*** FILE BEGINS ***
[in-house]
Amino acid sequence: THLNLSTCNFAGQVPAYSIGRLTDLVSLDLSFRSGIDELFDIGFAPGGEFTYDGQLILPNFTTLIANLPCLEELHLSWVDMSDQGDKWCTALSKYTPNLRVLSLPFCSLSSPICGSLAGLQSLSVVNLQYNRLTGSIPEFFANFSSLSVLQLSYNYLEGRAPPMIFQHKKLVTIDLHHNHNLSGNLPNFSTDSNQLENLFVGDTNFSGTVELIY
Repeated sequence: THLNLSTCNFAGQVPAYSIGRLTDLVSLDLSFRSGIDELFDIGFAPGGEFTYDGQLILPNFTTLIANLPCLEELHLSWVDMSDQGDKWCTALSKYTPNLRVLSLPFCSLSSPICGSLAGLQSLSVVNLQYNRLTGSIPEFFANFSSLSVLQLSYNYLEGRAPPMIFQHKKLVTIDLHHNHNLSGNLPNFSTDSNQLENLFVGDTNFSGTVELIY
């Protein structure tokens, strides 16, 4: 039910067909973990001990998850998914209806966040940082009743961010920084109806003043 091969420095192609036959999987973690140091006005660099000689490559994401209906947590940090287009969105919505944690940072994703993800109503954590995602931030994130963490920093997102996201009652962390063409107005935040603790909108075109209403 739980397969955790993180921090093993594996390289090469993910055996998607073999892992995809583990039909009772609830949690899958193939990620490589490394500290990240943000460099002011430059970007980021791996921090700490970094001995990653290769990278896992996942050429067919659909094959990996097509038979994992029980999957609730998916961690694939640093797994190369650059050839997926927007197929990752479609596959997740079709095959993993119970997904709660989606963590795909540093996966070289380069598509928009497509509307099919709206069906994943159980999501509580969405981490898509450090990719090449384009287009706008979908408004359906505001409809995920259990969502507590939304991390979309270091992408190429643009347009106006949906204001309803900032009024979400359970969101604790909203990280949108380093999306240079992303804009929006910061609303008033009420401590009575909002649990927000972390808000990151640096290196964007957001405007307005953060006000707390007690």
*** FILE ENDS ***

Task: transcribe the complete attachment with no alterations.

[in-house]
Amino acid sequence: THLNLSTCNFAGQVPAYSIGRLTDLVSLDLSFRSGIDELFDIGFAPGGEFTYDGQLILPNFTTLIANLPCLEELHLSWVDMSDQGDKWCTALSKYTPNLRVLSLPFCSLSSPICGSLAGLQSLSVVNLQYNRLTGSIPEFFANFSSLSVLQLSYNYLEGRAPPMIFQHKKLVTIDLHHNHNLSGNLPNFSTDSNQLENLFVGDTNFSGTVELIY
Repeated sequence: THLNLSTCNFAGQVPAYSIGRLTDLVSLDLSFRSGIDELFDIGFAPGGEFTYDGQLILPNFTTLIANLPCLEELHLSWVDMSDQGDKWCTALSKYTPNLRVLSLPFCSLSSPICGSLAGLQSLSVVNLQYNRLTGSIPEFFANFSSLSVLQLSYNYLEGRAPPMIFQHKKLVTIDLHHNHNLSGNLPNFSTDSNQLENLFVGDTNFSGTVELIY
């Protein structure tokens, strides 16, 4: 039910067909973990001990998850998914209806966040940082009743961010920084109806003043 091969420095192609036959999987973690140091006005660099000689490559994401209906947590940090287009969105919505944690940072994703993800109503954590995602931030994130963490920093997102996201009652962390063409107005935040603790909108075109209403 739980397969955790993180921090093993594996390289090469993910055996998607073999892992995809583990039909009772609830949690899958193939990620490589490394500290990240943000460099002011430059970007980021791996921090700490970094001995990653290769990278896992996942050429067919659909094959990996097509038979994992029980999957609730998916961690694939640093797994190369650059050839997926927007197929990752479609596959997740079709095959993993119970997904709660989606963590795909540093996966070289380069598509928009497509509307099919709206069906994943159980999501509580969405981490898509450090990719090449384009287009706008979908408004359906505001409809995920259990969502507590939304991390979309270091992408190429643009347009106006949906204001309803900032009024979400359970969101604790909203990280949108380093999306240079992303804009929006910061609303008033009420401590009575909002649990927000972390808000990151640096290196964007957001405007307005953060006000707390007690």